The advance of the FHBs has become a march.
New Reserve Bank figures for lending by borrower type show that last month the first home buyers borrowed the most they have in a month, the most by share of the total advanced, and they borrowed more in dollar terms than investors for the first time.
The breakdown of the lending figures has been published by the RBNZ since August 2014. The history of the series is that in early months the mortgage borrowing was dominated by investors, but since the RBNZ introduced strict deposit limits for investors in 2016 the FHBs have increasingly come into their own.
At the same time the lending to investors has slowed markedly.
The figures show that in May the total amount advanced in mortgages was $6.471 billion.
Within this the FHB grouping borrowed $1.15 billion, a new high since the series started.
The FHBs' share of the total amount advanced - at 17.8% was a new high also.
In contrast the investors for the first time since the series started borrowed less than the FHBs, with $1.14 billion.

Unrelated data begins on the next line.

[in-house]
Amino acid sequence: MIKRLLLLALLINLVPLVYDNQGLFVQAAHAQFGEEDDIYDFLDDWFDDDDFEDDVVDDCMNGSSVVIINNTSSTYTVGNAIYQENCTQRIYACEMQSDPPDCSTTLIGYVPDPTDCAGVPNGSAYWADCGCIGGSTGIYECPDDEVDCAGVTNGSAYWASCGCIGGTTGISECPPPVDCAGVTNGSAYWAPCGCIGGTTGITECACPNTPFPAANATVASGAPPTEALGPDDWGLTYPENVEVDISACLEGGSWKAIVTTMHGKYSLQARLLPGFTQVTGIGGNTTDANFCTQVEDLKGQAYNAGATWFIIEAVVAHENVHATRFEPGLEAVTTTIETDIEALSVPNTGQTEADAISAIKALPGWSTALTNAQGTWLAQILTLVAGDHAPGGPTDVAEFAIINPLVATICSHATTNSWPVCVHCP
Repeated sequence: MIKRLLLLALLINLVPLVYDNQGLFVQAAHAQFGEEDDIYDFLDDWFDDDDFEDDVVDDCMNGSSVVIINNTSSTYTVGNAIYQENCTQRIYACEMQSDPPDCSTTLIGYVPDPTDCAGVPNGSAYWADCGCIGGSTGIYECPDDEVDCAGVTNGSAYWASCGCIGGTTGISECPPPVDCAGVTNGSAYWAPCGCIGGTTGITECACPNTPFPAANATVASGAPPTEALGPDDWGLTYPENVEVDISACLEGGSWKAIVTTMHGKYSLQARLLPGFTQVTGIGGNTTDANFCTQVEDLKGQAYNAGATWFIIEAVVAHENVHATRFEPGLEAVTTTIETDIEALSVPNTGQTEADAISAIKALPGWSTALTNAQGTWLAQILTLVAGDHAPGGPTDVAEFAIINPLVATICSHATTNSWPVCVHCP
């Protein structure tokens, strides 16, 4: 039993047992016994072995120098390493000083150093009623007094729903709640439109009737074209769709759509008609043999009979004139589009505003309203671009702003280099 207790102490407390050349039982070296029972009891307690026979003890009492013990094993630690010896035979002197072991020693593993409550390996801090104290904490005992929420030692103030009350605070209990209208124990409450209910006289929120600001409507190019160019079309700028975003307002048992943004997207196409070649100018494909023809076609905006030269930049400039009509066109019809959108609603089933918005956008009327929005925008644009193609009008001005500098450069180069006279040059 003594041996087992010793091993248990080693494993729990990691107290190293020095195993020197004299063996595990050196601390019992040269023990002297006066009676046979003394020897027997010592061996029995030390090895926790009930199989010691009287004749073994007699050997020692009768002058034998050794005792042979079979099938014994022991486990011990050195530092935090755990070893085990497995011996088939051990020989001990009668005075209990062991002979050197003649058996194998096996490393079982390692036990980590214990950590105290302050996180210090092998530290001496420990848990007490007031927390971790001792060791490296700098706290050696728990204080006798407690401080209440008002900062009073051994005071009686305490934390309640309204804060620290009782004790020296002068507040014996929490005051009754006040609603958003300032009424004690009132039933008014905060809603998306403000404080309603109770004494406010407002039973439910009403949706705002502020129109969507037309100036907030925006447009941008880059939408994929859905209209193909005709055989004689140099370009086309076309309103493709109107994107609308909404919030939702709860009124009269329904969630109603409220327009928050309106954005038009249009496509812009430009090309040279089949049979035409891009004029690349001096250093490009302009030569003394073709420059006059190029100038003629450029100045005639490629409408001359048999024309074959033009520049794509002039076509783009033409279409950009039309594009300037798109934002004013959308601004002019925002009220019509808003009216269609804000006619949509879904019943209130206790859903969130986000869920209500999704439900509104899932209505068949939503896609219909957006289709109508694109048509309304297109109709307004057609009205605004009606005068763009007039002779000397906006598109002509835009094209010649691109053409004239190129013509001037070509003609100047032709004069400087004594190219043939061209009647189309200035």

That made up just 17.6% of the total advanced and was a sharp contrast to the kind of 35% share of mortgage monies this grouping was taking prior to the changes to the deposit rules announced in mid-2016.
Casting eyes back four years through the figures shows how much things have changed.
In May 2015 the total amount of mortgage money advanced was $6.162 billion. The FHB grouping took just $591 million of this, while the investors took $1.98 billion.
The change around and move toward more FHBs has come at a time when the house market is flattening and even falling in some parts, which could inevitably lead to some concern about young people gearing themselves up in an uncertain environment.
The Reserve Bank will be watching the figures with interest. In more recent times it has moved to relax the loan to value ratio (LVR) restrictions that have been in place in one form or another since 2013.
The RBNZ has itself conceded that the first iteration of the LVR rules "disproportionately restricted" first home buyers.
This was clearly rebalanced more by the move to clamp deposit limits on investors in 2016.
The most recent change to the LVR rules was in January and the next logical time to relax the rules further would be in November when the RBNZ releases its next Financial Stability Report.
However, the RBNZ would want to be convinced that borrowing levels are not getting too risky before doing that.
The IMF indicated this week that the RBNZ would have "limited scope" to further relax the LVR rules and that "mitigating supply constraints" is critical for improving housing affordability.